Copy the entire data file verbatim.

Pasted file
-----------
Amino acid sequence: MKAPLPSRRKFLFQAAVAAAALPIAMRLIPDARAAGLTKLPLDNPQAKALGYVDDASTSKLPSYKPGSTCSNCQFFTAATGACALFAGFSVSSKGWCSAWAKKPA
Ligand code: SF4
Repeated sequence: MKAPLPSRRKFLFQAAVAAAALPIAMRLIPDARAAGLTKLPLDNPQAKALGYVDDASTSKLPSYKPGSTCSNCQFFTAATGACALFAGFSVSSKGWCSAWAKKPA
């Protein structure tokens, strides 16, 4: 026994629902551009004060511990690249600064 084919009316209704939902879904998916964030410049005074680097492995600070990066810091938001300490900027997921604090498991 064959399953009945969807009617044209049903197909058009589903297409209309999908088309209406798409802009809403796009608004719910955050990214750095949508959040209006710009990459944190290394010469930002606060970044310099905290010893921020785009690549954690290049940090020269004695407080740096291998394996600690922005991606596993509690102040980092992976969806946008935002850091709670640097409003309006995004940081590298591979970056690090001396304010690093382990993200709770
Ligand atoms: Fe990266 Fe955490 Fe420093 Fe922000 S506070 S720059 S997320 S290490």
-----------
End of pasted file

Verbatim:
Amino acid sequence: MKAPLPSRRKFLFQAAVAAAALPIAMRLIPDARAAGLTKLPLDNPQAKALGYVDDASTSKLPSYKPGSTCSNCQFFTAATGACALFAGFSVSSKGWCSAWAKKPA
Ligand code: SF4
Repeated sequence: MKAPLPSRRKFLFQAAVAAAALPIAMRLIPDARAAGLTKLPLDNPQAKALGYVDDASTSKLPSYKPGSTCSNCQFFTAATGACALFAGFSVSSKGWCSAWAKKPA
């Protein structure tokens, strides 16, 4: 026994629902551009004060511990690249600064 084919009316209704939902879904998916964030410049005074680097492995600070990066810091938001300490900027997921604090498991 064959399953009945969807009617044209049903197909058009589903297409209309999908088309209406798409802009809403796009608004719910955050990214750095949508959040209006710009990459944190290394010469930002606060970044310099905290010893921020785009690549954690290049940090020269004695407080740096291998394996600690922005991606596993509690102040980092992976969806946008935002850091709670640097409003309006995004940081590298591979970056690090001396304010690093382990993200709770
Ligand atoms: Fe990266 Fe955490 Fe420093 Fe922000 S506070 S720059 S997320 S290490």